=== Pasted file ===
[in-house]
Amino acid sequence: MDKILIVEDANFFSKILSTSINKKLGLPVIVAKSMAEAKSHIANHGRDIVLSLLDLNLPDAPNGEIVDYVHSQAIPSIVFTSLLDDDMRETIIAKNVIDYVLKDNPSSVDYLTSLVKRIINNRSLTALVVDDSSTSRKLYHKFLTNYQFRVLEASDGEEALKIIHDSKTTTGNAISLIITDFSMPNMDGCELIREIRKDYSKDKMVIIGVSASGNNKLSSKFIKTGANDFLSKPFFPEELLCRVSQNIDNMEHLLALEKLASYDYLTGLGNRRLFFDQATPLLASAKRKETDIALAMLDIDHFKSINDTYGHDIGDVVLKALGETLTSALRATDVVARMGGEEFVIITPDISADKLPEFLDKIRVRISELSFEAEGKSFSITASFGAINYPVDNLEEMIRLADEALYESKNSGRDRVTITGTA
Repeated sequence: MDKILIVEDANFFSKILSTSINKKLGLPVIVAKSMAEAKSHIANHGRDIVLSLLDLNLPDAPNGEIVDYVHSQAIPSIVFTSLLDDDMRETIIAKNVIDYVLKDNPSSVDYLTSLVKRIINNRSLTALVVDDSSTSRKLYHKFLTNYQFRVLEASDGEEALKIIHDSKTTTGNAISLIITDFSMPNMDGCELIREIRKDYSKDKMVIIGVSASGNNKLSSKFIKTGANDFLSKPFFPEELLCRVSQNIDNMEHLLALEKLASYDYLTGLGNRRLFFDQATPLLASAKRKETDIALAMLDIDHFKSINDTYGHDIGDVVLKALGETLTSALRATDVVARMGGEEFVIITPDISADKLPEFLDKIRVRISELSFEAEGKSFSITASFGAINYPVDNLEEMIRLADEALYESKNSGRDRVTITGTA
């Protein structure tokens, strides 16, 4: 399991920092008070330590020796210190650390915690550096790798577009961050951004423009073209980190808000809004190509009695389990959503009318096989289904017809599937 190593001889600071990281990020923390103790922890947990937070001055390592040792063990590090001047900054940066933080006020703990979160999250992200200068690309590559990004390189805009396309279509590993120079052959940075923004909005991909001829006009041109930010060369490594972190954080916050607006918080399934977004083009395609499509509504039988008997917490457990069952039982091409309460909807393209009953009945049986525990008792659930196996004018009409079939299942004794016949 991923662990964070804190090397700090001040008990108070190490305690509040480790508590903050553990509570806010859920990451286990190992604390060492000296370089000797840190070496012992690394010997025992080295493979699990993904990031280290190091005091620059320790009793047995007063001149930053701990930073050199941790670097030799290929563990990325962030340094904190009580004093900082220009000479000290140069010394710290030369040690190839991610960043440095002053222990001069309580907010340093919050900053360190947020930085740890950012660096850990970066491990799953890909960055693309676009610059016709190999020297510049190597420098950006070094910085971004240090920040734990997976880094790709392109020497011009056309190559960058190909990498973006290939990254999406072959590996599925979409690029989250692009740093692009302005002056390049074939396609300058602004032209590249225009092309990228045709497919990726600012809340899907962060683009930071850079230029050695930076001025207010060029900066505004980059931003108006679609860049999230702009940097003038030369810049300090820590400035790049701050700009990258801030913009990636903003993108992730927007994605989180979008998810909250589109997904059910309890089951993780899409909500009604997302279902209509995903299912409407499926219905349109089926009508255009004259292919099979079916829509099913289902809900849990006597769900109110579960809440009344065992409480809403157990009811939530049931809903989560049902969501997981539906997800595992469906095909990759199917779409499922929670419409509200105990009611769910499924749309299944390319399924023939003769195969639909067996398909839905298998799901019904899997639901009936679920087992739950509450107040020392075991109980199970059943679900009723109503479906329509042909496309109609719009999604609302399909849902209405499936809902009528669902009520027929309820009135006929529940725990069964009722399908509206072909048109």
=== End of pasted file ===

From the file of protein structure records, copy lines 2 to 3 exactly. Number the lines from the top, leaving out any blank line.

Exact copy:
Amino acid sequence: MDKILIVEDANFFSKILSTSINKKLGLPVIVAKSMAEAKSHIANHGRDIVLSLLDLNLPDAPNGEIVDYVHSQAIPSIVFTSLLDDDMRETIIAKNVIDYVLKDNPSSVDYLTSLVKRIINNRSLTALVVDDSSTSRKLYHKFLTNYQFRVLEASDGEEALKIIHDSKTTTGNAISLIITDFSMPNMDGCELIREIRKDYSKDKMVIIGVSASGNNKLSSKFIKTGANDFLSKPFFPEELLCRVSQNIDNMEHLLALEKLASYDYLTGLGNRRLFFDQATPLLASAKRKETDIALAMLDIDHFKSINDTYGHDIGDVVLKALGETLTSALRATDVVARMGGEEFVIITPDISADKLPEFLDKIRVRISELSFEAEGKSFSITASFGAINYPVDNLEEMIRLADEALYESKNSGRDRVTITGTA
Repeated sequence: MDKILIVEDANFFSKILSTSINKKLGLPVIVAKSMAEAKSHIANHGRDIVLSLLDLNLPDAPNGEIVDYVHSQAIPSIVFTSLLDDDMRETIIAKNVIDYVLKDNPSSVDYLTSLVKRIINNRSLTALVVDDSSTSRKLYHKFLTNYQFRVLEASDGEEALKIIHDSKTTTGNAISLIITDFSMPNMDGCELIREIRKDYSKDKMVIIGVSASGNNKLSSKFIKTGANDFLSKPFFPEELLCRVSQNIDNMEHLLALEKLASYDYLTGLGNRRLFFDQATPLLASAKRKETDIALAMLDIDHFKSINDTYGHDIGDVVLKALGETLTSALRATDVVARMGGEEFVIITPDISADKLPEFLDKIRVRISELSFEAEGKSFSITASFGAINYPVDNLEEMIRLADEALYESKNSGRDRVTITGTA